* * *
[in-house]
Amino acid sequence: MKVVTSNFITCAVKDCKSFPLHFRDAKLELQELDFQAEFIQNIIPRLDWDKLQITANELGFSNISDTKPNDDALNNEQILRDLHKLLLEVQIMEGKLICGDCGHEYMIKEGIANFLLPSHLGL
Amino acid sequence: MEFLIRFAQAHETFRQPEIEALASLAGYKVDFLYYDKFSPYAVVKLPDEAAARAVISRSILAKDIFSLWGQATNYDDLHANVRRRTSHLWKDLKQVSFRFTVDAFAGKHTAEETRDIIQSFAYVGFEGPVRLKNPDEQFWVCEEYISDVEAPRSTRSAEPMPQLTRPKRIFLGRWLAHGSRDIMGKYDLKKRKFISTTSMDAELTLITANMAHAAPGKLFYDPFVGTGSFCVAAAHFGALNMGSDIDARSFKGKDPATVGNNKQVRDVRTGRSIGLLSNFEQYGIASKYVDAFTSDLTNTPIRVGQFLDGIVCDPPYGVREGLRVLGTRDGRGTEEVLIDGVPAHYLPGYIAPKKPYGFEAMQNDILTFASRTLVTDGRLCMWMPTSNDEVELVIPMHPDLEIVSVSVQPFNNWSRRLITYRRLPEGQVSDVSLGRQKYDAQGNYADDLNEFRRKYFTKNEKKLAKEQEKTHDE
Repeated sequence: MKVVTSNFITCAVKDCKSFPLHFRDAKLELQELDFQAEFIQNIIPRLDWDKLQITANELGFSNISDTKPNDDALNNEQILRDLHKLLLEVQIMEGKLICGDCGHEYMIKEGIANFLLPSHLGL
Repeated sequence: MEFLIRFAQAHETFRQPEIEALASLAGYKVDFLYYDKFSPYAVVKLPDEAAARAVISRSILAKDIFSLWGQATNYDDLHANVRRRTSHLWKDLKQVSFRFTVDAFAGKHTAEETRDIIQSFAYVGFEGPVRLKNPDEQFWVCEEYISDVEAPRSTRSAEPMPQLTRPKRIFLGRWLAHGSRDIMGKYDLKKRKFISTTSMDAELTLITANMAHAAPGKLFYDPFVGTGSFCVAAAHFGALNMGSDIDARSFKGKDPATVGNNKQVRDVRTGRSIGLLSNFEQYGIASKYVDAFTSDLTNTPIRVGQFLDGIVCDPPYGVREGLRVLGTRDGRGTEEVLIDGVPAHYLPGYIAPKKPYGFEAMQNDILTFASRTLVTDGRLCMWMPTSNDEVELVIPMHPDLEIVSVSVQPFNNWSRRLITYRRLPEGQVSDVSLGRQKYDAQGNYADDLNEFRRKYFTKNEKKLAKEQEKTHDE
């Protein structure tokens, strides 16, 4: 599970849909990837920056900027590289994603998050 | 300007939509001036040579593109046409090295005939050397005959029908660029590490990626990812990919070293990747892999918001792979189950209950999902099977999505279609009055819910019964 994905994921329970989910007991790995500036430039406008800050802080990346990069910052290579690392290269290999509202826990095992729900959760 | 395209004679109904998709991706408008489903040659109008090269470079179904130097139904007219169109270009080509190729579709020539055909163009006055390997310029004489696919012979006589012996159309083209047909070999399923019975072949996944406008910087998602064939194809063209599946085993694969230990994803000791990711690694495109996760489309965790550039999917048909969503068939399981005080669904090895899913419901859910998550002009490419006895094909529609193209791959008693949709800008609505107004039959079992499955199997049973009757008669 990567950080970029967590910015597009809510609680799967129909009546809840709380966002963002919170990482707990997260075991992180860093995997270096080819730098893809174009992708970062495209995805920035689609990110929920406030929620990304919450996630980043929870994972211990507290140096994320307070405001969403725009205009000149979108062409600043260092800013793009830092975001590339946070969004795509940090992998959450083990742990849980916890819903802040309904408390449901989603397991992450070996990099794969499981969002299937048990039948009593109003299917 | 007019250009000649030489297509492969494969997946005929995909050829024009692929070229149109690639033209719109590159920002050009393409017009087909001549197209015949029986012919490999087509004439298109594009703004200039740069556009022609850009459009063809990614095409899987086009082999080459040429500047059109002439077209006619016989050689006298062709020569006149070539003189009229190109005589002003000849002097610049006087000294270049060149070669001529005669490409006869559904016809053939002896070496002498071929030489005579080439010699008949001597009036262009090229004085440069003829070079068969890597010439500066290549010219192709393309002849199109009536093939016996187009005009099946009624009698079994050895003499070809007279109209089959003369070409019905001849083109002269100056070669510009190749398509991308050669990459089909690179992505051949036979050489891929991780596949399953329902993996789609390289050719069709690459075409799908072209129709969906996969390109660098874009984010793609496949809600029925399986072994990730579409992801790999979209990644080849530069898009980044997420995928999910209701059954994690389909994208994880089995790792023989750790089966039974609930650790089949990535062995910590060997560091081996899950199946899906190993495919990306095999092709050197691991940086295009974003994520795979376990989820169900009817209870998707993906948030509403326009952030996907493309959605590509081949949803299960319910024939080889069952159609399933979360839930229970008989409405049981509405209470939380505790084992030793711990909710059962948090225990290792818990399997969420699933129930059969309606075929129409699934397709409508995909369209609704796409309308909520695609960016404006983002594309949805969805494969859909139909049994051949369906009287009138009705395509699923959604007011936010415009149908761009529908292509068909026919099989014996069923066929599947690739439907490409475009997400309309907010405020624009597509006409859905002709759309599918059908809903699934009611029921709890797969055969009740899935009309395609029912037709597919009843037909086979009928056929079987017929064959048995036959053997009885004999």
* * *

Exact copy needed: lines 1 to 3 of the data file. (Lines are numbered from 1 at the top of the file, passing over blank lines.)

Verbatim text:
[in-house]
Amino acid sequence: MKVVTSNFITCAVKDCKSFPLHFRDAKLELQELDFQAEFIQNIIPRLDWDKLQITANELGFSNISDTKPNDDALNNEQILRDLHKLLLEVQIMEGKLICGDCGHEYMIKEGIANFLLPSHLGL
Amino acid sequence: MEFLIRFAQAHETFRQPEIEALASLAGYKVDFLYYDKFSPYAVVKLPDEAAARAVISRSILAKDIFSLWGQATNYDDLHANVRRRTSHLWKDLKQVSFRFTVDAFAGKHTAEETRDIIQSFAYVGFEGPVRLKNPDEQFWVCEEYISDVEAPRSTRSAEPMPQLTRPKRIFLGRWLAHGSRDIMGKYDLKKRKFISTTSMDAELTLITANMAHAAPGKLFYDPFVGTGSFCVAAAHFGALNMGSDIDARSFKGKDPATVGNNKQVRDVRTGRSIGLLSNFEQYGIASKYVDAFTSDLTNTPIRVGQFLDGIVCDPPYGVREGLRVLGTRDGRGTEEVLIDGVPAHYLPGYIAPKKPYGFEAMQNDILTFASRTLVTDGRLCMWMPTSNDEVELVIPMHPDLEIVSVSVQPFNNWSRRLITYRRLPEGQVSDVSLGRQKYDAQGNYADDLNEFRRKYFTKNEKKLAKEQEKTHDE